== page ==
I’m Going Up Yonder

cloud-1044223_1280Going Up Yonder–I used to hear that song all the time. It’s an old song, and when it’s sung right–in four-part harmony–it’s really quite a nice tune. Hearing it now always makes me think of the elderly saints in the old Pentecostal church down South. They’d lived a difficult life, scraped in the dust to grow enough food to feed their family, worked hard in hot, dusty fields and factories.

tree-981183_1280Life was hard. Their view of heaven kept them going. They dreamed about “up yonder” because it gave them hope. It got them out of bed in the morning.

Many of the old gospel songs spoke of Heaven and the life beyond this one, for that very reason. Life was hard. Death came all too often, sneaking up and snatching away their loved ones. Not unlike those housewives, visiting the chicken yard on a Saturday morning. They had to have something for dinner of a Sunday.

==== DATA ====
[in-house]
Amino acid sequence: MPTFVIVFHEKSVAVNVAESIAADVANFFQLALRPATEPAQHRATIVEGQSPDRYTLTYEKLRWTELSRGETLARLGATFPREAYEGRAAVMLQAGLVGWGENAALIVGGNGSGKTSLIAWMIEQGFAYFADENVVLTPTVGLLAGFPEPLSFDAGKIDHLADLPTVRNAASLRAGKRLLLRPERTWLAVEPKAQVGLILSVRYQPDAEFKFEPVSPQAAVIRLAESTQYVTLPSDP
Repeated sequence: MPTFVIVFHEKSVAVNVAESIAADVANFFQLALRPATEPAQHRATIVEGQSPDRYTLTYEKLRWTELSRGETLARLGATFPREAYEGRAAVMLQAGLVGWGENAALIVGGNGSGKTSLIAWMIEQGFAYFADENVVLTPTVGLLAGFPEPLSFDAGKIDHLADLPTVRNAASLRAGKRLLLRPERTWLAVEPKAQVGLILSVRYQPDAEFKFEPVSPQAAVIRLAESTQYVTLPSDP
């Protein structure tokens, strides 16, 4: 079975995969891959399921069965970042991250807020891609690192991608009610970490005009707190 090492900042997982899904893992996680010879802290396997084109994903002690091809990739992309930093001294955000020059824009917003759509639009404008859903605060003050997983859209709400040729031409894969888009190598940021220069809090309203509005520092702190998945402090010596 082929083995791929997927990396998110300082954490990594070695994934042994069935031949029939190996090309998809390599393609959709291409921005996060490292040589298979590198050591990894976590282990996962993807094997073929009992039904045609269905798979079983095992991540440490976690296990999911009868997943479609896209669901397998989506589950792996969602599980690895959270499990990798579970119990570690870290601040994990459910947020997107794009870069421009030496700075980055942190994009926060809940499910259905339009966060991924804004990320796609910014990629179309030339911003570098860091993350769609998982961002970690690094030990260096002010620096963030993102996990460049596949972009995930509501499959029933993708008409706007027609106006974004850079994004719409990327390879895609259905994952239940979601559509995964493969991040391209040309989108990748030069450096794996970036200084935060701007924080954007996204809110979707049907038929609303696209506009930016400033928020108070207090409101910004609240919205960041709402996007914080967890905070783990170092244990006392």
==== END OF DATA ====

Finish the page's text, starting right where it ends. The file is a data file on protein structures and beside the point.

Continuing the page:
rooster-1001892_1280I remember watching the scene as my grandma would choose a hen and go after it. All the other chickens would run for their lives. Did they have enough brains to know what they had avoided? Their lives returned to normal after Grandma left the pen, squawking bird in hand. Back to digging in the dirt, looking for bugs and earthworms. Something to fill their bellies, thus calming their fears.

Isn’t there more to life than this? Back then, I couldn’t wait to get back home where life was a little easier. We had indoor plumbing and air conditioning. Chicken came from the meat department of the local grocery. We picked fruit and vegetables from the bins in the produce department. Mom didn’t work in a hot, dusty factory. She sat at a desk in an air-conditioned office. Dad didn’t plow in the field, he got in the car and drove to his next appointment, selling insurance policies.

The experiences gained from life on the farm made me grateful for what I had. Happy to clean the sink and bathtub when it was my turn. I liked the aroma of chicken cooking without having to smell the bleed-out beforehand. I didn’t want to think about the living, breathing creature with eyes that held terror in its last moments. I just wanted to sink my teeth into the moist, tender meat that Mom put on the table.